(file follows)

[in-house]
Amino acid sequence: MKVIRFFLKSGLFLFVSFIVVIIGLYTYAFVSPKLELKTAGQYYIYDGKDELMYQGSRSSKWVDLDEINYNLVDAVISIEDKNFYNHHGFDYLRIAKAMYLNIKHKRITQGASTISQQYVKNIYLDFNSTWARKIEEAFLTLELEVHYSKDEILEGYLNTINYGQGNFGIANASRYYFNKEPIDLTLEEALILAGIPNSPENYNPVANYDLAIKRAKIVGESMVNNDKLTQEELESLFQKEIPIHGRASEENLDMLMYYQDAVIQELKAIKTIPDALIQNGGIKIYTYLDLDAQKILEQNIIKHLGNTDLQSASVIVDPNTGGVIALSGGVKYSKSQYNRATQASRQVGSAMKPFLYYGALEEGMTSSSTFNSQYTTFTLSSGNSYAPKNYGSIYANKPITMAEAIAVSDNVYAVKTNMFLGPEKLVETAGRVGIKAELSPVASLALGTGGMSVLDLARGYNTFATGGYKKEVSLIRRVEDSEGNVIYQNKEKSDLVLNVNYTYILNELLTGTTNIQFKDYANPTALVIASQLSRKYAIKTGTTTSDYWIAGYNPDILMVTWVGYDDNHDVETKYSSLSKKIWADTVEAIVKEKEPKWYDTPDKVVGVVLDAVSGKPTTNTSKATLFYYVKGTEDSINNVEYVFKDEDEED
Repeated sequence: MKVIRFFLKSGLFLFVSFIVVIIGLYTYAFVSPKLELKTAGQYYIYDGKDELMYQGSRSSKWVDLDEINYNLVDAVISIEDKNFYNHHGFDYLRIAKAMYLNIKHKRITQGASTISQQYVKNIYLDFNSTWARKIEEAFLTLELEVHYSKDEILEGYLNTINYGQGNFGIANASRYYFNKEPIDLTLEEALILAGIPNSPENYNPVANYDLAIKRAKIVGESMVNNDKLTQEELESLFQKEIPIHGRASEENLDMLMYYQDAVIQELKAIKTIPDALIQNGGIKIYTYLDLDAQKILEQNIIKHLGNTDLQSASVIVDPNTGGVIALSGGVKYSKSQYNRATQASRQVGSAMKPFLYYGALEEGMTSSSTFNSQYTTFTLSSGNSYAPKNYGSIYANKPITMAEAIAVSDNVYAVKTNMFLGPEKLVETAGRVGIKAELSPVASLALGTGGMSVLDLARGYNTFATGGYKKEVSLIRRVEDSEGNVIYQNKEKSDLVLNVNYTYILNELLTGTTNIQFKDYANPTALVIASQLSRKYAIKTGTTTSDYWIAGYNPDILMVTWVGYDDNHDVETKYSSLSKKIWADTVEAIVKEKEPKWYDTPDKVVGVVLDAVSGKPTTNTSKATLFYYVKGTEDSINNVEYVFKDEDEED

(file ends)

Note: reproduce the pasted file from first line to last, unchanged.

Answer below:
[in-house]
Amino acid sequence: MKVIRFFLKSGLFLFVSFIVVIIGLYTYAFVSPKLELKTAGQYYIYDGKDELMYQGSRSSKWVDLDEINYNLVDAVISIEDKNFYNHHGFDYLRIAKAMYLNIKHKRITQGASTISQQYVKNIYLDFNSTWARKIEEAFLTLELEVHYSKDEILEGYLNTINYGQGNFGIANASRYYFNKEPIDLTLEEALILAGIPNSPENYNPVANYDLAIKRAKIVGESMVNNDKLTQEELESLFQKEIPIHGRASEENLDMLMYYQDAVIQELKAIKTIPDALIQNGGIKIYTYLDLDAQKILEQNIIKHLGNTDLQSASVIVDPNTGGVIALSGGVKYSKSQYNRATQASRQVGSAMKPFLYYGALEEGMTSSSTFNSQYTTFTLSSGNSYAPKNYGSIYANKPITMAEAIAVSDNVYAVKTNMFLGPEKLVETAGRVGIKAELSPVASLALGTGGMSVLDLARGYNTFATGGYKKEVSLIRRVEDSEGNVIYQNKEKSDLVLNVNYTYILNELLTGTTNIQFKDYANPTALVIASQLSRKYAIKTGTTTSDYWIAGYNPDILMVTWVGYDDNHDVETKYSSLSKKIWADTVEAIVKEKEPKWYDTPDKVVGVVLDAVSGKPTTNTSKATLFYYVKGTEDSINNVEYVFKDEDEED
Repeated sequence: MKVIRFFLKSGLFLFVSFIVVIIGLYTYAFVSPKLELKTAGQYYIYDGKDELMYQGSRSSKWVDLDEINYNLVDAVISIEDKNFYNHHGFDYLRIAKAMYLNIKHKRITQGASTISQQYVKNIYLDFNSTWARKIEEAFLTLELEVHYSKDEILEGYLNTINYGQGNFGIANASRYYFNKEPIDLTLEEALILAGIPNSPENYNPVANYDLAIKRAKIVGESMVNNDKLTQEELESLFQKEIPIHGRASEENLDMLMYYQDAVIQELKAIKTIPDALIQNGGIKIYTYLDLDAQKILEQNIIKHLGNTDLQSASVIVDPNTGGVIALSGGVKYSKSQYNRATQASRQVGSAMKPFLYYGALEEGMTSSSTFNSQYTTFTLSSGNSYAPKNYGSIYANKPITMAEAIAVSDNVYAVKTNMFLGPEKLVETAGRVGIKAELSPVASLALGTGGMSVLDLARGYNTFATGGYKKEVSLIRRVEDSEGNVIYQNKEKSDLVLNVNYTYILNELLTGTTNIQFKDYANPTALVIASQLSRKYAIKTGTTTSDYWIAGYNPDILMVTWVGYDDNHDVETKYSSLSKKIWADTVEAIVKEKEPKWYDTPDKVVGVVLDAVSGKPTTNTSKATLFYYVKGTEDSINNVEYVFKDEDEED